Most Canadians think the government's settlement with Omar Khadr was wrong. And if anything is fuelling that anger, it's the belief that Justin Trudeau's Liberal government had other options, but chose to pay.
Public opposition to the settlement is broad, strong in every region, age group and both sexes, according to a new survey conducted by the Angus Reid Institute – echoing the expressions of anger since reports of a settlement first broke last week.
In all, 71 per cent said the Trudeau government did the wrong thing and that "it should have fought the case and left it to the courts to decide whether Mr. Khadr was wrongfully imprisoned."
There's no doubt that adds up to political danger for Mr. Trudeau. While the anger certainly seems stronger from Conservative supporters, even Liberal voters aren't happy: 61 per cent of them thought Mr. Trudeau's government made the wrong choice, too.
It's not that Canadians are rock-solid certain about how they feel about Mr. Khadr's case. When asked if they think he was treated fairly, the biggest group of survey respondents, 42 per cent, say they're unsure. Mr. Khadr pleaded guilty – he says under duress from U.S. authorities – in 2010 to killing U.S. Army Sergeant Chris Speer with a grenade in Afghanistan when he was 15. But while 74 per cent said they believe he was a child soldier, that clearly doesn't make them all see him as a victim.
The money is key: There's a recoil at the $10.5-million settlement. A big chunk of those opposed to the settlement, 25 per cent of those surveyed, said they'd have offered Mr. Khadr an apology but no money. The payout may even have affected the way people view Mr. Khadr: Two years ago, when he was released from prison, 55 per cent said they thought he was a "potential radicalized threat now living in Canada." Now, more people, 64 per cent, see him that way. "This settlement is affecting how Canadians view Omar Khadr," said Shachi Kurl, executive director of the Angus Reid Institute.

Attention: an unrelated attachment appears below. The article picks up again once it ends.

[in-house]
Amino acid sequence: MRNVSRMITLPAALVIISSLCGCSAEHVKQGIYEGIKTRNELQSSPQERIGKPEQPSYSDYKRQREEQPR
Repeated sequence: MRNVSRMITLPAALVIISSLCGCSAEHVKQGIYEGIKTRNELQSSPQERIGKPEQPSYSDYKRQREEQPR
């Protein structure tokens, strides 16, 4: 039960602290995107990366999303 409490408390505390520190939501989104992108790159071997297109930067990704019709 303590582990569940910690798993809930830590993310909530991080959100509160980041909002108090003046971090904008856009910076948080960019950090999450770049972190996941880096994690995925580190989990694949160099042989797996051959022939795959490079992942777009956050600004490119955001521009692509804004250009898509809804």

The blowback may be affecting the way Canadian see Mr. Trudeau, too. A lot of that seems to be linked to the idea that he had a choice.
Canadians don't see this as a losing case that Mr. Trudeau had to settle to avoid paying more later, a lawsuit dumped on him by his predecessors that the government could not win. It seems they instead believe it was a matter of choice for the Prime Minister, so the question is: "Why is he giving millions to a bad guy?"
The Angus Reid survey makes that link clear: Those who believe the government had a choice are far more likely to believe it did the wrong thing. And 65 per cent didn't buy the notion the government had no choice. (The survey was conducted only between July 7 and 10, among a randomized sample of 1,521 Canadian adults who are members of the Angus Reid forum, an online panel.)
Of course, there are different kinds of choice. Clearly Mr. Trudeau's government could have fought Mr. Khadr in court until it was forced to pay. Mr. Trudeau's Conservative critics, such as Party Leader Andrew Scheer and former prime minister Stephen Harper, say that's what he should have done.
It's hard to imagine that government lawyers held out much hope of winning, since the Supreme Court issued a decision in a judicial review case in 2010 that made strong statements on many of the elements of a damage claim. The court ruled Canadian officials breached his rights and their duty to protect a Canadian youth, that they were partly responsible for his lot in Guantanamo Bay and the damage was ongoing till the government did something to get him out. Public Safety Minister Ralph Goodale said last week Ottawa spent $5-million on legal fees and had virtually no hope of beating his lawsuit, so the only sensible thing to do was settle.
But either Canadians don't think that's true or they wanted the government to fight in court all the way, anyway. It's hard to imagine Mr. Trudeau or any politician actually wanted to pay Mr. Khadr millions and face the music. But Mr. Trudeau's defence – that the Charter protects all even when it's uncomfortable – sounds like he's arguing the multimillion-dollar settlement was just, rather than just necessary. The immediate verdict in the court of public opinion is that he had a choice, and chose wrong.